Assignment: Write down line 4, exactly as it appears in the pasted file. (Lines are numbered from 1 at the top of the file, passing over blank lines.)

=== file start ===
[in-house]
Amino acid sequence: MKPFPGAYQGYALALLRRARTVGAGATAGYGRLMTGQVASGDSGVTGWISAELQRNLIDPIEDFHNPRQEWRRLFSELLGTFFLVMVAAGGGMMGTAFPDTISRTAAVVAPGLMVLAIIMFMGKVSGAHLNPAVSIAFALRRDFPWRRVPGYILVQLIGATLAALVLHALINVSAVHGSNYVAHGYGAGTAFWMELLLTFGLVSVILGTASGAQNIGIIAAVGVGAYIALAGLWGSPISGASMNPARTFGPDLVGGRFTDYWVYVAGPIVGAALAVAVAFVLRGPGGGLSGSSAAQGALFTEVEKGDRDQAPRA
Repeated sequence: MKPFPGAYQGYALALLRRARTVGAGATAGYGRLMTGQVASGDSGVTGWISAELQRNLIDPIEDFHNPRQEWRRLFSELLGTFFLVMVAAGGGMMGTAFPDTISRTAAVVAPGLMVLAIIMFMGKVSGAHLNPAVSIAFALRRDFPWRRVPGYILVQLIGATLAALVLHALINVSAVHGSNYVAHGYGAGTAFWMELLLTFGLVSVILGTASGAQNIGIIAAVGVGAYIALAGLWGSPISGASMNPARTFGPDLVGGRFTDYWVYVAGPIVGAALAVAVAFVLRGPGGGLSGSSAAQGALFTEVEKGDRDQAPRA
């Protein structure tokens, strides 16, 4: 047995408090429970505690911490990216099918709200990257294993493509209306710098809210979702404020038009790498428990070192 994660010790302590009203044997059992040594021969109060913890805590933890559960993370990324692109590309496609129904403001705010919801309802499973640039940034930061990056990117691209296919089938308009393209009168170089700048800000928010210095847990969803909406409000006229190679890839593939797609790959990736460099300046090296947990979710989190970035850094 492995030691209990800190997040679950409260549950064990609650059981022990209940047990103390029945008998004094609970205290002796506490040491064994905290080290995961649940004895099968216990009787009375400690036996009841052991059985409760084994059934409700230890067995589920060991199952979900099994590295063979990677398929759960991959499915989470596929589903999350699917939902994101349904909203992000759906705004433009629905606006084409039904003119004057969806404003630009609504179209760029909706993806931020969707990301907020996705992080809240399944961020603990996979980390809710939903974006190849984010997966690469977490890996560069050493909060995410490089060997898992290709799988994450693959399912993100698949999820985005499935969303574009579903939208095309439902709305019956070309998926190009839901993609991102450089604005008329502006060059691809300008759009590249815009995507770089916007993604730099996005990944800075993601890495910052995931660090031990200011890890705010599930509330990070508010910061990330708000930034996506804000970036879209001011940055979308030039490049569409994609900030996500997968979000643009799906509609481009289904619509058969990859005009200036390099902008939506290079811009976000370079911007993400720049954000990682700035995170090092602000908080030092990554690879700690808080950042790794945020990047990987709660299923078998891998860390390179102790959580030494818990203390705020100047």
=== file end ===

């Protein structure tokens, strides 16, 4: 047995408090429970505690911490990216099918709200990257294993493509209306710098809210979702404020038009790498428990070192 994660010790302590009203044997059992040594021969109060913890805590933890559960993370990324692109590309496609129904403001705010919801309802499973640039940034930061990056990117691209296919089938308009393209009168170089700048800000928010210095847990969803909406409000006229190679890839593939797609790959990736460099300046090296947990979710989190970035850094 492995030691209990800190997040679950409260549950064990609650059981022990209940047990103390029945008998004094609970205290002796506490040491064994905290080290995961649940004895099968216990009787009375400690036996009841052991059985409760084994059934409700230890067995589920060991199952979900099994590295063979990677398929759960991959499915989470596929589903999350699917939902994101349904909203992000759906705004433009629905606006084409039904003119004057969806404003630009609504179209760029909706993806931020969707990301907020996705992080809240399944961020603990996979980390809710939903974006190849984010997966690469977490890996560069050493909060995410490089060997898992290709799988994450693959399912993100698949999820985005499935969303574009579903939208095309439902709305019956070309998926190009839901993609991102450089604005008329502006060059691809300008759009590249815009995507770089916007993604730099996005990944800075993601890495910052995931660090031990200011890890705010599930509330990070508010910061990330708000930034996506804000970036879209001011940055979308030039490049569409994609900030996500997968979000643009799906509609481009289904619509058969990859005009200036390099902008939506290079811009976000370079911007993400720049954000990682700035995170090092602000908080030092990554690879700690808080950042790794945020990047990987709660299923078998891998860390390179102790959580030494818990203390705020100047």